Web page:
Manchester City played the kids at Chelsea and were crushed. Ralph Ellis warns the consequences could last far longer than Manuel Pellegrini might have expected...
"When you give away a competition, when you call it “not a real game”, you have given yourself no choice. You HAVE to win the matches you have prioritised.
If Manuel Pellegrini wants to know just how big a risk he has taken in throwing away Manchester City's place in the FA Cup then he should ring Martin O'Neill. He would learn that he's put not just one competition at risk but an entire season.
It was in February of 2009 that O'Neill, then Aston Villa manager, left eight first team players behind from a UEFA Cup trip to Moscow to prioritise his efforts to finish in the top four of the Premier League. It backfired spectacularly. Villa were knocked out, the fans who had forked out huge money to go to Russia were furious, the ones who stayed at home weren't so happy either.
It left the rest of the season played out against a background of rebellion. Villa took just 11 more points from the remaining 12 games and missed out both times. Despite two trips to Wembley the following season, the supporters never really forgave O'Neill and he's still unfairly blamed by many for much of what has gone wrong since.
That's why Pellegrini was so wrong to go to Stamford Bridge on Sunday with what was effectively his Under 21 team. Yes, we know about his long injury list. Yes, we know he has a Champions League long-haul trip to Kiev to deal with, followed by Sunday's Capital One Cup final.
But when you give away a competition, when you call it "not a real game", you have given yourself no choice. You HAVE to win the matches you have prioritised. And that has put Pellegrini at risk of blowing the rest of this season to pieces.
Do you know what? There could even be the spectre of Pep Guardiola taking over in the summer and finding that City, for all their riches, aren't even in the Champions League.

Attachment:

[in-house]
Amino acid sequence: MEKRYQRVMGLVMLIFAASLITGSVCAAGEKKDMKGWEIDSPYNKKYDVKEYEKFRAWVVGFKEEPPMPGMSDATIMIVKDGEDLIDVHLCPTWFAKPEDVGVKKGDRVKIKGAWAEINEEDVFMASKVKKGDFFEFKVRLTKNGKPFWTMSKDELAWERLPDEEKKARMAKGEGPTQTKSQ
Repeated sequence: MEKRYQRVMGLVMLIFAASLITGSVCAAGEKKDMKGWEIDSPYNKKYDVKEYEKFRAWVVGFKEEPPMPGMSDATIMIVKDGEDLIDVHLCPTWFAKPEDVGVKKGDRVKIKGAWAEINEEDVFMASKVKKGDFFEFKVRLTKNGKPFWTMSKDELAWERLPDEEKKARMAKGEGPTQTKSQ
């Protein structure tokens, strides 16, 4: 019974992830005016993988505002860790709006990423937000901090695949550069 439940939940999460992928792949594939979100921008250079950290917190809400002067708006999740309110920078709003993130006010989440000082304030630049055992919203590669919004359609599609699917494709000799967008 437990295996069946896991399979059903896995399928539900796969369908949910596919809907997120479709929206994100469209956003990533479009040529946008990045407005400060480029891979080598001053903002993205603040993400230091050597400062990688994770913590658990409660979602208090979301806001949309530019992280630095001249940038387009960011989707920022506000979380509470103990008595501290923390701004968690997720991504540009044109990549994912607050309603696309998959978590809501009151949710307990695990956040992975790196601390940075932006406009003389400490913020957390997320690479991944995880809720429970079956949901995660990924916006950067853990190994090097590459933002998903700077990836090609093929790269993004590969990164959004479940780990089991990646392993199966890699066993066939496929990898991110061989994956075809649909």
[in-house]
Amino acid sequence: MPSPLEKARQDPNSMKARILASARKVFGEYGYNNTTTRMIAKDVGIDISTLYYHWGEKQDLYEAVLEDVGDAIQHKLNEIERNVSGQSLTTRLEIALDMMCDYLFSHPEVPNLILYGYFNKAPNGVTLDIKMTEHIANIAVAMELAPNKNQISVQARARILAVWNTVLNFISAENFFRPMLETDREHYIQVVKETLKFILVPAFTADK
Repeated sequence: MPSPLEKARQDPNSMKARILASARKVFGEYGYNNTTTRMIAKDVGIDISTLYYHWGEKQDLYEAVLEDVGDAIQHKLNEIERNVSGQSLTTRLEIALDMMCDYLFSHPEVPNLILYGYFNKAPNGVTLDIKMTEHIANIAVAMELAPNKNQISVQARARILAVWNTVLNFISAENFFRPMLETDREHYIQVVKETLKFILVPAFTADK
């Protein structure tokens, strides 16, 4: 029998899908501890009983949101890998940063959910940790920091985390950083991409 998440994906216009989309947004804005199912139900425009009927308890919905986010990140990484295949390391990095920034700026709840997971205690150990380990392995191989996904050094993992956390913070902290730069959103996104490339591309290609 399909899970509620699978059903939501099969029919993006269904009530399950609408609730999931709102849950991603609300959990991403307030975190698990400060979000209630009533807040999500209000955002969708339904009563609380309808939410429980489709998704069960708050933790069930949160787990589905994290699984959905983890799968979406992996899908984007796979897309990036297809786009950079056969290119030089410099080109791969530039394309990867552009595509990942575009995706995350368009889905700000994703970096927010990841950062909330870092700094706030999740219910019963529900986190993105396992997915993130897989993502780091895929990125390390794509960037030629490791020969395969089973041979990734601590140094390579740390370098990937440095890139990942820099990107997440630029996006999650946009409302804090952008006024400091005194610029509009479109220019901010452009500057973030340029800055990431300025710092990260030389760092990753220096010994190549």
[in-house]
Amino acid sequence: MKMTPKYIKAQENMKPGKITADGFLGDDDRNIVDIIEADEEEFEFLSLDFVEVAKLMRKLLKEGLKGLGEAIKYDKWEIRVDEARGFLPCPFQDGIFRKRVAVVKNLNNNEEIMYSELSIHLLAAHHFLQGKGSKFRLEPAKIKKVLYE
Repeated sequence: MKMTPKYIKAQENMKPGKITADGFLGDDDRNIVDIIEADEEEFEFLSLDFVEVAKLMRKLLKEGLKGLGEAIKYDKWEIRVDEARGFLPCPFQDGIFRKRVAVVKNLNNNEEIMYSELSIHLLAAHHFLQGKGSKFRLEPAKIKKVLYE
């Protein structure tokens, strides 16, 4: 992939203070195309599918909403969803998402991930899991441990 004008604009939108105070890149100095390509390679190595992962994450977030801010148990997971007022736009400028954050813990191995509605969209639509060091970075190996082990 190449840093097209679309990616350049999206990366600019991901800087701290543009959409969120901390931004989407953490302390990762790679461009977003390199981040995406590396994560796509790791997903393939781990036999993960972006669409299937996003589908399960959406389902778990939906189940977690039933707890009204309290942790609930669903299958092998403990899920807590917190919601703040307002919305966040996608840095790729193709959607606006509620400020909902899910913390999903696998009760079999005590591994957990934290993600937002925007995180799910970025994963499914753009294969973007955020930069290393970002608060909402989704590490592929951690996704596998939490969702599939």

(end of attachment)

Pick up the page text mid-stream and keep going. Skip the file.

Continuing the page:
Yes of course it is unlikely City could drop from fourth to sixth as Villa did that year. They are 1.171/6 to achieve a top four finish, with a six-point gap over stumbling neighbours United in fifth.
But what if revitalised Chelsea were to win the Champions League under Gus Hiddink's interim management, just as they did when Roberto di Matteo took over from Andre Villas Boas in 2012? They would rob the fourth placed team of a place among Europe's elite, as happened to Spurs that year. In that case it means nothing less than a top three finish will be good enough.
City have already taken a gamble in announcing that Pellegrini will be gone in the summer. His authority is immediately undermined, however much the players might respect him. They all know they are waiting for the next guy and some, like Yaya Toure, will think that they won't be one of Pep's people.
The debate about what happened at Stamford Bridge won't go away, unless City win in Kiev, and then lift silverware at Wembley, where they are 2.427/5 to beat Liverpool over 90 minutes. Mess up there, and guess where the next Premier League fixture is? At Anfield three days later.
Pellegrini is an honest man, a dignified individual, doing his best to deal with the situation to create the optimum outcome for his club. But then so was O'Neill. You just hope it doesn't have the same outcome.